When Cooper Tire & Rubber Co. announced late last year that it was undergoing a "network capacity study" that would likely lead to the closing of one of its U.S. plants, the Mississippi Development Authority (MDA) quickly went into action to ensure that the company's Tupelo plant, which employs 1,200, would not be the one to go. The state offered a generous incentives package, which reportedly set off a bidding war among the other locations. Ultimately, the company decided to close a plant in Georgia.
It is this kind of proactive thinking - in pursuit of new investment and retention of existing business - that is at the forefront of Mississippi's strategy to stave off the effects of the recession. Of course, the Mississippi economy has felt the effects of the worldwide economic crisis. State revenues are down, unemployment is up, and job fairs are seeing record attendance. Toyota, which is nearing completion of its new Prius production plant in Blue Springs, has delayed the facility's opening "indefinitely." But despite the hard times, or perhaps because of them, the state has stepped up its efforts. MDA reported this spring that it was working on 20 "high priority" projects with a maximum total estimated investment of $31 billion.
Mississippi also recently scored a win with the announcement by United Chair, a Haworth division, that it would expand its plant in Bruce, adding 125 new jobs. This move was part of the company's consolidation of North American operations that will reduce its work force by 350, and it included closure of a Michigan plant. Mississippi's incentives included approximately $800,000 in infrastructure improvements and financial assistance for moving equipment from Michigan.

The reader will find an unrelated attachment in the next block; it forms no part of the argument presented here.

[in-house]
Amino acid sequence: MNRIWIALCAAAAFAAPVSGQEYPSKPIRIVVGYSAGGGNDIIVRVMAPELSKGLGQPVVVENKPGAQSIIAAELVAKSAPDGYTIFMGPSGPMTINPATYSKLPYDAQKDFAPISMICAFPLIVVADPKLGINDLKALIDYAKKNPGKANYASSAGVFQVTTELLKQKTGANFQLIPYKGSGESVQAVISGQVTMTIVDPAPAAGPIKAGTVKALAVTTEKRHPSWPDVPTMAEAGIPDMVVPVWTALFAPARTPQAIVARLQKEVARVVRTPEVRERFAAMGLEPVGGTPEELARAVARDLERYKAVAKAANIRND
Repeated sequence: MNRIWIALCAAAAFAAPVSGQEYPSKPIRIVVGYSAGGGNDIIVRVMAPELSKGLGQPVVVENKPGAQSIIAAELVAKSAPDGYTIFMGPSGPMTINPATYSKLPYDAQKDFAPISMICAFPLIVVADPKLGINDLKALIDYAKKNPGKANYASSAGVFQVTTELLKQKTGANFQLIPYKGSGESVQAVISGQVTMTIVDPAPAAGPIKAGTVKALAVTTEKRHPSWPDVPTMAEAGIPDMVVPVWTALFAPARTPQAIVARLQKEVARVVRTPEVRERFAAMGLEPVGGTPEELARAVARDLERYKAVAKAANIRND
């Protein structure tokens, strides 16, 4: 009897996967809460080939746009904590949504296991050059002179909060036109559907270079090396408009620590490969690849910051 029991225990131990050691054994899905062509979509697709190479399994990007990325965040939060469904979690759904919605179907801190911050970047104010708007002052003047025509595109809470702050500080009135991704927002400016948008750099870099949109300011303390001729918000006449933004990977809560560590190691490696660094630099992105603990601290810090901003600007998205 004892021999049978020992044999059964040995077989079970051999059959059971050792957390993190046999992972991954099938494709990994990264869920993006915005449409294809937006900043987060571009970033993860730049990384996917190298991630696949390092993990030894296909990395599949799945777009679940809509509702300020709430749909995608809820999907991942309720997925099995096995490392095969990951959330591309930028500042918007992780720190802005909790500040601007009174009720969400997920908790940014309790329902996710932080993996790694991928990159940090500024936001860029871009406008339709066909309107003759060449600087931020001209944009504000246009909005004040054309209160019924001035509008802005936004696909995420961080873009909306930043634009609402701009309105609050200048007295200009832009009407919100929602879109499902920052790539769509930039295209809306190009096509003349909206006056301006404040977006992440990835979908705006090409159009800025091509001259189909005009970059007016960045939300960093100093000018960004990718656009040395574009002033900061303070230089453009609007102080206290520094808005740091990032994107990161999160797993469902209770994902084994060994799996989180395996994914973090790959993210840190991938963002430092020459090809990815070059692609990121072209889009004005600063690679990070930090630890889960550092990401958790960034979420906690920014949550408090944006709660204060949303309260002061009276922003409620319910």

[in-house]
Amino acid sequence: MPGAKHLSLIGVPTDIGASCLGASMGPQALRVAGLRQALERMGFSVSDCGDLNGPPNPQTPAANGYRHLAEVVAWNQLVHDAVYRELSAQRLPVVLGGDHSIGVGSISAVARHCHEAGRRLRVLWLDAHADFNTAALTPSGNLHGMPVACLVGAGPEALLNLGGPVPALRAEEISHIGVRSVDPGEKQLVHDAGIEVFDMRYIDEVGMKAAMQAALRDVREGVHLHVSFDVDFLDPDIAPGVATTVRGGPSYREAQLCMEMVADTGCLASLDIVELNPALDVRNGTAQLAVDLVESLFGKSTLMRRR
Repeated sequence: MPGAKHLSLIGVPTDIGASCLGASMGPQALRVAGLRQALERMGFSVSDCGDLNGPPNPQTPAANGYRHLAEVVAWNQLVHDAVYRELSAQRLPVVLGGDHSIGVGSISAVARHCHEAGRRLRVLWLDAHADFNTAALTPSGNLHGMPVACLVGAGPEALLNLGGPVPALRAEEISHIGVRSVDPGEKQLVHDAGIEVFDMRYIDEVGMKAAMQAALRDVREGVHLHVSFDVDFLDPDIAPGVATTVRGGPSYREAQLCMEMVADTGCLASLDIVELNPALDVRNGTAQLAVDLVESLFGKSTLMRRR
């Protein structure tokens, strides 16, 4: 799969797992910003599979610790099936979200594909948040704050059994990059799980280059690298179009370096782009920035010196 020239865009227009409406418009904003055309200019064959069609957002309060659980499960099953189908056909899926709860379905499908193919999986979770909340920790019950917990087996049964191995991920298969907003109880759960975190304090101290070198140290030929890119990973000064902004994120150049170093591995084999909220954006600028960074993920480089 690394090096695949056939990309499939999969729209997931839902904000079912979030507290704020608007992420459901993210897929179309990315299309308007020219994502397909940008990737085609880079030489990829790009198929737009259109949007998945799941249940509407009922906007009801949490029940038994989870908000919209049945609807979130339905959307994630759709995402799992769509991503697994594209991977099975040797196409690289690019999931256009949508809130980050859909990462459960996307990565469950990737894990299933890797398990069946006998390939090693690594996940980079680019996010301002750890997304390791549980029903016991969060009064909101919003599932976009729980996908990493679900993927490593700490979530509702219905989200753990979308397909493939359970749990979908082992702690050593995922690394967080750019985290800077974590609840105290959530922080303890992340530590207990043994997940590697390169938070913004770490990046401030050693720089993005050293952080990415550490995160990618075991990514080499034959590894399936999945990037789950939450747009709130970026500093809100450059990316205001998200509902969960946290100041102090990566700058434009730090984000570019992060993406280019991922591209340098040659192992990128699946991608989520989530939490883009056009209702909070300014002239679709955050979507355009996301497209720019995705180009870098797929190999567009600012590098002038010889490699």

Other success stories include Nissan, which announced in March that it has begun an $118 million expansion of its Canton plant to produce a new line of commercial vehicles. "The expansion at our Canton plant represents a major step on the way to Nissan's entering the commercial vehicle market in North America," says Dan Bednarzyk, a company vice president. The vehicles are on schedule for a 2010 production start, in time for the 2011 model year.
In Iuka, Alliant Techsystems (ATK) is retooling its plant to switch production from rocket components to composite stringers and frames for commercial aircraft. ATK expects its Iuka work force to increase from about 175 now to about 800 as it ramps up production during the next four years. Another recent expansion in the state was N.E.W. Customer Service Companies Inc., which opened a new call center in Meridian to handle inbound calls for DirecTV, adding 273 jobs. "This is the second call center we have opened in Mississippi, and we continue to be impressed with the strong work ethic and commitment to customer service that we find in the candidates of this great state," says Ray Zukowski, the company's senior vice president for customer experience. The company also expanded its Tupelo facility in early 2008, bringing N.E.W,'s Mississippi work force total to more than 720.
A massive restoration and expansion project at the Port of Gulfport continues to move forward. While made necessary by the near-total destruction caused by Hurricane Katrina, the rebuilding plans call for an expansion of the port's capacity to as much as five times its pre-Katrina size. The project is anticipated to create 6,500 direct jobs, 8,400 induced jobs, and 1,700 indirect jobs.
Meanwhile, officials at the port, and throughout the state, continue to sort through information regarding allocation of federal funds from the American Recovery and Reinvestment Act. In early April, Governor Haley Barbour convened a summit of state agency heads, legislators, and local government officials to discuss the information that had already been made available. The governor said in a statement that he hoped to have more specific information soon.